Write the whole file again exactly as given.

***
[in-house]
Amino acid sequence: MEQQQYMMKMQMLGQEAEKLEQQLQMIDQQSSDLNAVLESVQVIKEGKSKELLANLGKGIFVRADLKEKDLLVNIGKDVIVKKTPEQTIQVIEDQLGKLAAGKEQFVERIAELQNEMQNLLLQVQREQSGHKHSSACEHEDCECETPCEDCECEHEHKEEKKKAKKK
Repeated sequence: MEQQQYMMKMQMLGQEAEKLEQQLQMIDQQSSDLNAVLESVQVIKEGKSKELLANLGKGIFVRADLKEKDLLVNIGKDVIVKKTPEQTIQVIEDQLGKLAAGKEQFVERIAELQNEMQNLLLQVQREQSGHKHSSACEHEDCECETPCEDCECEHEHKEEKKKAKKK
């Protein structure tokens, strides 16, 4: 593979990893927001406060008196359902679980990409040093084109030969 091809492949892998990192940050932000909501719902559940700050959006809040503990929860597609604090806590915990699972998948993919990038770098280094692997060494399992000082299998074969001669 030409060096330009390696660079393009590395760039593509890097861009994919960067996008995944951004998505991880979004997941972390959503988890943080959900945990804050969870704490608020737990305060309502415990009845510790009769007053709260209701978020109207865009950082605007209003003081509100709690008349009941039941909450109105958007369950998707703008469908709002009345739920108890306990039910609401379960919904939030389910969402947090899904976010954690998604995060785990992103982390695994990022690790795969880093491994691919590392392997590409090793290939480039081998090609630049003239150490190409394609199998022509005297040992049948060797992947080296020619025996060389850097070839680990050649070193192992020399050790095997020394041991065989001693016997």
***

[in-house]
Amino acid sequence: MEQQQYMMKMQMLGQEAEKLEQQLQMIDQQSSDLNAVLESVQVIKEGKSKELLANLGKGIFVRADLKEKDLLVNIGKDVIVKKTPEQTIQVIEDQLGKLAAGKEQFVERIAELQNEMQNLLLQVQREQSGHKHSSACEHEDCECETPCEDCECEHEHKEEKKKAKKK
Repeated sequence: MEQQQYMMKMQMLGQEAEKLEQQLQMIDQQSSDLNAVLESVQVIKEGKSKELLANLGKGIFVRADLKEKDLLVNIGKDVIVKKTPEQTIQVIEDQLGKLAAGKEQFVERIAELQNEMQNLLLQVQREQSGHKHSSACEHEDCECETPCEDCECEHEHKEEKKKAKKK
């Protein structure tokens, strides 16, 4: 593979990893927001406060008196359902679980990409040093084109030969 091809492949892998990192940050932000909501719902559940700050959006809040503990929860597609604090806590915990699972998948993919990038770098280094692997060494399992000082299998074969001669 030409060096330009390696660079393009590395760039593509890097861009994919960067996008995944951004998505991880979004997941972390959503988890943080959900945990804050969870704490608020737990305060309502415990009845510790009769007053709260209701978020109207865009950082605007209003003081509100709690008349009941039941909450109105958007369950998707703008469908709002009345739920108890306990039910609401379960919904939030389910969402947090899904976010954690998604995060785990992103982390695994990022690790795969880093491994691919590392392997590409090793290939480039081998090609630049003239150490190409394609199998022509005297040992049948060797992947080296020619025996060389850097070839680990050649070193192992020399050790095997020394041991065989001693016997």